For those who love Practical Magic by Hoffman, I think you will enjoy this book. Ignore the horrible Gothic romance cover.
Matilda “Matt” Black possesses the unique ability to speak with inanimate objects and witness the dreams of other people. Alone, yet never lonely, she’s now found a kindred spirit in Edmund Reynolds—a wandering witch of a spiritual quest to help those in need. Together, these two special people who live outside normal reality will embark on an odyssey of the imagination.
A 2-book series (which could be read as a standalone), these out of print books are well worth pursuing. Hoffman is a Nebula and World-Fantasy author who is an extremely talent writer. I think these two books were ahead of their time for they have almost an anti-hero theme and deals with some different ideas of how people live their lives. Edmund is essentially a homeless wizard, and Matt has used her talent to sleep in people’s homes without their awareness of her visit.
The house has a personality and consciousness, in part due to the ghost that lives there, and what adventures have happened within its walls. Like much of Hoffman’s work, these two stories discuss the imbalance of power and the often very dangerous things that happen because of it. Upper teen to adult, and not for kiddies.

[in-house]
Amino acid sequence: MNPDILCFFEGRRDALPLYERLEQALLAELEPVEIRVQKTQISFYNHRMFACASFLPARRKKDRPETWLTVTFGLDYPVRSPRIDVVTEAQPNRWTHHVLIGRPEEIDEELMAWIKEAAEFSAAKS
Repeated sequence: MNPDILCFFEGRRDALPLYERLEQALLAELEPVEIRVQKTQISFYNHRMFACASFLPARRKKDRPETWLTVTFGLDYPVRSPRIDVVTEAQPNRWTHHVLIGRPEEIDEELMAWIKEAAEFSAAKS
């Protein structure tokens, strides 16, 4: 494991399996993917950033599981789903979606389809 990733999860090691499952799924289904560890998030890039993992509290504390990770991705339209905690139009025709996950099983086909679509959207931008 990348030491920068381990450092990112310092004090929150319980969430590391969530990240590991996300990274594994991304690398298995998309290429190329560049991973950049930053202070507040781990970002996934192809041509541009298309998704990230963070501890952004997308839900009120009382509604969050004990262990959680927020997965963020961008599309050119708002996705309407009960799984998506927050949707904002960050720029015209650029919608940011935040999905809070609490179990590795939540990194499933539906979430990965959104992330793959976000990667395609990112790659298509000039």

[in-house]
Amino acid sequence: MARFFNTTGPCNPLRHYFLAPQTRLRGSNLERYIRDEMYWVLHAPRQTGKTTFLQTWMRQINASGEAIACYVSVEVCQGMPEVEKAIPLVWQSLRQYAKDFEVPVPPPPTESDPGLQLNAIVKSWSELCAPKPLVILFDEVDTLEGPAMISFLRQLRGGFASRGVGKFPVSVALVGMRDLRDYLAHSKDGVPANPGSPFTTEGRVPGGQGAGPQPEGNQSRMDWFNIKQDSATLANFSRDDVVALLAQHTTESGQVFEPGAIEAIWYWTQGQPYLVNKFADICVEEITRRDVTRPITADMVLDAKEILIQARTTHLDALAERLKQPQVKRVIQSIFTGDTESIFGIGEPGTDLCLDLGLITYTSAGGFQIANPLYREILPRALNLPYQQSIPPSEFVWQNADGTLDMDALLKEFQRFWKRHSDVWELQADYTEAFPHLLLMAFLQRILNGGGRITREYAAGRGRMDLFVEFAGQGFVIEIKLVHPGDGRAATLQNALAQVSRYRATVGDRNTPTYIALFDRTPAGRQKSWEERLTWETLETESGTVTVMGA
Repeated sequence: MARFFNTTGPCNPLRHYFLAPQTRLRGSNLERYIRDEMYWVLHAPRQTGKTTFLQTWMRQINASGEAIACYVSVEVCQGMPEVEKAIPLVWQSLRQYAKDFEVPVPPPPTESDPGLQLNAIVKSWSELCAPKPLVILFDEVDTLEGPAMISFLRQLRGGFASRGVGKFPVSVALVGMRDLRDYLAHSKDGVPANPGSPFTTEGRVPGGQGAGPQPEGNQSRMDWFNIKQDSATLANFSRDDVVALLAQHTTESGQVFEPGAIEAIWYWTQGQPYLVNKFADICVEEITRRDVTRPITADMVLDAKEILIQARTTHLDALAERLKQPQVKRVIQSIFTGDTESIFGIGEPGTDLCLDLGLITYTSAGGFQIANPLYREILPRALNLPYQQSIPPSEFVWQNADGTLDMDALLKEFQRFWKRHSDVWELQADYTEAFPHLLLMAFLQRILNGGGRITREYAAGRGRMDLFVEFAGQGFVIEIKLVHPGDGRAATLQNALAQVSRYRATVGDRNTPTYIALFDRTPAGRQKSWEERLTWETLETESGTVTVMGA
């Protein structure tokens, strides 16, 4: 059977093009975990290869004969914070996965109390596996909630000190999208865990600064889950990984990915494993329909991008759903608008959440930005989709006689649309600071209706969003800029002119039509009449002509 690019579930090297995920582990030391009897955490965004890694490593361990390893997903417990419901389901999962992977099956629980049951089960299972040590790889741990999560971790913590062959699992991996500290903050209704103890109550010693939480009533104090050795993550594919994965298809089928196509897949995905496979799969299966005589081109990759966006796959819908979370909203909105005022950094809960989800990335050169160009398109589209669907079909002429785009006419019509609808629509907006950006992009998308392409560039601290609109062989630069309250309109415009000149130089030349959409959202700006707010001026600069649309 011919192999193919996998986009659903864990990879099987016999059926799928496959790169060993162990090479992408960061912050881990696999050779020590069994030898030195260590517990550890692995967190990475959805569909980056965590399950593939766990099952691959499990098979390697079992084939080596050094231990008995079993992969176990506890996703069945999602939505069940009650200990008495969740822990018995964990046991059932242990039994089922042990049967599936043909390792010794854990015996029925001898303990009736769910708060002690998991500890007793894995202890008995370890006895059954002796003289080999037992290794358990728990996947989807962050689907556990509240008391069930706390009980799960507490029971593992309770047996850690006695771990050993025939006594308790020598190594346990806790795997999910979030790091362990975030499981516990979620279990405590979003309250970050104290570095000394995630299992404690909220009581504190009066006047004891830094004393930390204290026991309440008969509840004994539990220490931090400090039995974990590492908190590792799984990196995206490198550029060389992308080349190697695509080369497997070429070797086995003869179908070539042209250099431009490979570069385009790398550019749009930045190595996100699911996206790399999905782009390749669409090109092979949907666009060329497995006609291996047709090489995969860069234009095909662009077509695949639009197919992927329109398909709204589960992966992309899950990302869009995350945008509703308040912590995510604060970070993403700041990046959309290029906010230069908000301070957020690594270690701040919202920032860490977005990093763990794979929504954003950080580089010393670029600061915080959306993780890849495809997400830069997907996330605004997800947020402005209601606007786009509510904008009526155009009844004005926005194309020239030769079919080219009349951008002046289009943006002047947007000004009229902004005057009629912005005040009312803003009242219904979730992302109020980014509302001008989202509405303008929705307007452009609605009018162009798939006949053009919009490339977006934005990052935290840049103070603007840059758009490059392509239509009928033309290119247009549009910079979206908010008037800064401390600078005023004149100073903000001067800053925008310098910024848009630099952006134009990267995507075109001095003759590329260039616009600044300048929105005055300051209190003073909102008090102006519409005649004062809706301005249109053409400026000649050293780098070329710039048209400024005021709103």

Middle-aged Mira Fenn knows she has an uncomfortably exotic past. As a small girl, she lived in a ornate old house in tiny Las Vegas, New Mexico, tended by oddly silent servant women and ruled by her coldly flamboyant mother Colette. When Mira was nine, Colette went on one of her unexplained trips, only this time she never returned.
The painted lady or Victorian home in this book has influenced and controlled the family for generations. Could it even be the reason why Colette left home one day and never returned? Why was Mira adopted by a couple who had to change their names and move away? And who are the silent women who manage the house?
A fascinating book when it delves into the relationship between Mira and what she remembers about her mother, Colette. The spooky, hair raising parts is when you read about Mira’s interaction with her narcissistic mother. Where the book suffers is when Lindskold wanders around incorporating local travel news into the story. Haunting and well worth a read.
What books about magical houses have you read?